MODESTO, Calif – The young Modesto woman who vanished without a trace is all Donna Raley can think about.
But that woman is not Chandra Levy, it's Dena Raley.
Dena is one of 23 missing people from this central California town whose case has yet to make the kind of headlines now being generated by her missing neighbor Chandra.
"Why are the Levys getting all this help, when we can't even — at the one-year anniversary of Dena being missing — I am begging," said Raley, Dena's stepmother.
"I am on the streets begging people to pay attention. Hey guys, she's been gone a year."
Larry Madden lost more than a son when 20-year-old Michael vanished from a fishing trip five years ago.
"Every Superbowl Sunday, no matter where he was at, or where I was at, we'd get together and watch the Superbowl together," he said. "I sure miss those days. I miss them terribly."
Madden says he has lost faith in a system that promises justice for all, but only really helps those with money and political ties.
"In this coverage with the Levy case, somebody made a statement that Chandra Levy was a good person, and she deserved to be looked for," Madden said.
"Well, does that mean that Michael wasn't a good person and didn't deserve to be looked for?"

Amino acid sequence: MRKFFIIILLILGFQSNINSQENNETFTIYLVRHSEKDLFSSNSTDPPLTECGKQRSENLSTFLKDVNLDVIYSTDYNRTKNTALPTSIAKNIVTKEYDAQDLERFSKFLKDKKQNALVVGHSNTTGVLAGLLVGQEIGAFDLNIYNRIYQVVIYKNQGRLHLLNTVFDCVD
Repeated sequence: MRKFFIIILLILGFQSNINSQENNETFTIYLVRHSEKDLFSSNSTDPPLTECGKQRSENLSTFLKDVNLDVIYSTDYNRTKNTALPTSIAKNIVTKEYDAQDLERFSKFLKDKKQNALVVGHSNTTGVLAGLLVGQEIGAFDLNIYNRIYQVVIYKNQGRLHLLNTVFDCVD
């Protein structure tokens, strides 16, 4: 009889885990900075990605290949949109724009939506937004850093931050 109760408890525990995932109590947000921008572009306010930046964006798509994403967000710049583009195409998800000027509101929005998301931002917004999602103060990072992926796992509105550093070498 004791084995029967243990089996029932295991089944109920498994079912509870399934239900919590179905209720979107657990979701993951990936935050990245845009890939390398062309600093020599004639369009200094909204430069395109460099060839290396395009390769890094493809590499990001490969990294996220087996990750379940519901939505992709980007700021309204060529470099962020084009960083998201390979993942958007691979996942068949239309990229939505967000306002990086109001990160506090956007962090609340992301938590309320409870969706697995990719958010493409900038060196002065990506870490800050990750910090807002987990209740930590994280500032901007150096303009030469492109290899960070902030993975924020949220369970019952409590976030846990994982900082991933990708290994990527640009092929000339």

The Maddens also wonder why interest in Michael's disappearance has virtually disappeared.
"It's unfair, and it's unjust," he said. "It shouldn't be that way, but that's the way it is."
As long as the Levy case remains a big story, the better the chance that tips regarding her disappearance will come in. But once the media loses interest, and with little new evidence, investigators say there's little they can do.
"When the media attention dies down, guess what those kids become? Just another face on a missing child poster," said John Walsh, host of America's Most Wanted.
America's Most Wanted has publicized and — in hundreds of cases — helped find missing people.
But host John Walsh, who became an activist after his own son was kidnapped and murdered, agrees that the staying power of most cases is relatively short.
"Unfortunately, we don't seem to care about missing children or missing persons after a month. Everybody gets bored about it, including the media," he said. "Is it fair? It isn't fair."
"And when you saw another case that happened the same week your child went missing getting national attention, you know what? That hurts, and it hurts bad," Walsh added.
Modesto police officer Christy Beffa agrees that media coverage cuts both ways, spreading the word when someone goes missing, but sometimes focusing on one element at the expense of all others.
"Every night when I go to bed, these are the last faces I see... first things I think about in the morning," said Beffa.
It's clear that Chandra's case is being fueled by her relationship with a Congressman. But for parents like Donna Raley, the growing interest in this one case adds insult to injury.
"It's not fair," said Raley. "Our child is just as important to us, as Chandra is to the Levys."
But Madden knows that Chandra's story has brought renewed attention to his own missing son.
"If it took those kinds of circumstances for Michael to get some of what I feel that he deserves, then you know, I'm grateful. I'm really grateful," he said.
"There are a lot more Michaels than there are Chandra Levys."